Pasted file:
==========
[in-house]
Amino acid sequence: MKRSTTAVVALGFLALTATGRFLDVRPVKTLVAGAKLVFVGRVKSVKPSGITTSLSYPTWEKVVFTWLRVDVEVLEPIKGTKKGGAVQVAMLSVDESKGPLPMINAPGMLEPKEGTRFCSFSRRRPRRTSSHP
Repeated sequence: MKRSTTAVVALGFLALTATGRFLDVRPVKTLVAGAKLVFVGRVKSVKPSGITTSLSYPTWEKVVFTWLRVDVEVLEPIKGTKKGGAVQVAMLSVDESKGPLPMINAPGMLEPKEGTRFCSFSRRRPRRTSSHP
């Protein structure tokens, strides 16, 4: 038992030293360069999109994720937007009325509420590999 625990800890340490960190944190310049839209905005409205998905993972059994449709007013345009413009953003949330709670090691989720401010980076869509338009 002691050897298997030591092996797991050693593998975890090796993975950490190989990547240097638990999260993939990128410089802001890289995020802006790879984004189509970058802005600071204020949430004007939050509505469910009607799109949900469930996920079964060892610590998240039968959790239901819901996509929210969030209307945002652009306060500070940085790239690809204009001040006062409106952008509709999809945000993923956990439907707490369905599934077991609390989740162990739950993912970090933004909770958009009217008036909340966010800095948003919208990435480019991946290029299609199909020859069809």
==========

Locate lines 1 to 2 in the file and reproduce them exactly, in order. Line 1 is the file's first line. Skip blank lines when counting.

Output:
[in-house]
Amino acid sequence: MKRSTTAVVALGFLALTATGRFLDVRPVKTLVAGAKLVFVGRVKSVKPSGITTSLSYPTWEKVVFTWLRVDVEVLEPIKGTKKGGAVQVAMLSVDESKGPLPMINAPGMLEPKEGTRFCSFSRRRPRRTSSHP